Fresh findings from CAWP Research Grant recipients
New research from CAWP Research Grant recipients Martina Santia and Sylvia Gonzalez shows distinct approaches to emotional appeals in campaign messaging from women of different racial and ethnic groups. In Harnessing the Power of Gendered Emotions: How Women of Color Use Emotional Appeals in their Campaign Messages, Santia and Gonzalez combine an analysis of over 27,000 campaign advertisements aired between 2010 and 2018 with an online survey experiment gauging voters’ reactions to simulated campaign messages from a variety of hypothetical candidates. Some key findings from Santia and Gonzalez's project include:
- Women of color employ different emotional appeals on the congressional campaign trail than their white counterparts and are rated differently by voters.
- Women of color, and especially Black women, are less likely to employ negative emotional appeals compared to white women candidates.
- Voters are more favorable towards positive messages, as opposed to negative messages, from a hypothetical Black woman candidate.
- Hypothetical Latina candidates deploying positive emotional appeals received less support from women of color survey respondents compared with white women respondents, suggesting possible avenues of message modulation for Latina candidates directed at specific sub-audiences.
Read the full report here.
In this project, the authors use the term “women of color” to distinguish between the experiences of women from a racial or ethnic minority background relative to white women, while acknowledging that women from different racial/ethnic backgrounds have unique experiences. Learn more about current CAWP practice for data on race and ethnicity from our Methodological Statement on Race and Ethnicity.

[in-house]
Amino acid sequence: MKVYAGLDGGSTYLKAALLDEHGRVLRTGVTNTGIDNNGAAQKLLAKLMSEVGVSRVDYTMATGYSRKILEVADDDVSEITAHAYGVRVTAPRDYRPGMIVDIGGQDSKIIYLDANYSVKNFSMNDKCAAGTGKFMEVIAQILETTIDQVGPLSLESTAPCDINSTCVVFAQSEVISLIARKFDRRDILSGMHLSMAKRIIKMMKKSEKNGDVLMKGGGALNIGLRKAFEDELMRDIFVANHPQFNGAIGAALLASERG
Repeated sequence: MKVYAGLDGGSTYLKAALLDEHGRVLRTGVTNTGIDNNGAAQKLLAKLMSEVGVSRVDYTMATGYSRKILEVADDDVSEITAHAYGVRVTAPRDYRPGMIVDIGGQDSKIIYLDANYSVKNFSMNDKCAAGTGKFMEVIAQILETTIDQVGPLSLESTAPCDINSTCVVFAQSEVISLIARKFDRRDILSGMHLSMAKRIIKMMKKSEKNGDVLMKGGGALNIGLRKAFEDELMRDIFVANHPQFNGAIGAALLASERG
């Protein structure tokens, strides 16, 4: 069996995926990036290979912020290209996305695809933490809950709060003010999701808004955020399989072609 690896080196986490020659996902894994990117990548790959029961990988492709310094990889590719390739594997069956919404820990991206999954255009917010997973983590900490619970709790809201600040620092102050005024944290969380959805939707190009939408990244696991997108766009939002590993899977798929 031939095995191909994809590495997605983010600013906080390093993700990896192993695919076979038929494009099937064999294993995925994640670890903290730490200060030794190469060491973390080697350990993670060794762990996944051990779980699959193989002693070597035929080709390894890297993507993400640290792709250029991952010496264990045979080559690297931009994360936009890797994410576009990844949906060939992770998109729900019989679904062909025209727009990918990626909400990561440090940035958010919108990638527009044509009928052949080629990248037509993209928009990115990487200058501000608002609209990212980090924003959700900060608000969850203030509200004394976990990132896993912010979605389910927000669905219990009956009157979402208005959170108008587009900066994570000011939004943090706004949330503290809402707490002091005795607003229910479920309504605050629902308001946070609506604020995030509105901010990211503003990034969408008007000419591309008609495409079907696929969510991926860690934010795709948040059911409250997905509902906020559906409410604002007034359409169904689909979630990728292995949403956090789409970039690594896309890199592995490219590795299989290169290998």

About the Authors
Martina Santia is a postdoctoral scholar at the Newhouse School of Public Communications at Syracuse University. Her primary research interests include political communication, race, and gender.
Sylvia Gonzalez is a Mexican American political science Ph.D. candidate at Louisiana State University. She is working on a dissertation on Black and Brown political coalitions and various projects revolving around voting in America.
About CAWP Research Grants
The Center for American Women and Politics, a unit of the Eagleton Institute of Politics at Rutgers University, provides both small and large research grants that fund research that helps to identify and address barriers to and opportunities for women’s political power; they are possible thanks to the generosity and commitment of Pivotal Ventures, a Melinda French Gates company. CAWP has thus far funded 21 projects through our CAWP Research Grants that address a wide array of issues facing women as voters, candidates, officeholders, and activists. Learn more about the program, and the 2020 and 2021 grantee cohorts, at the CAWP Research Grants page.
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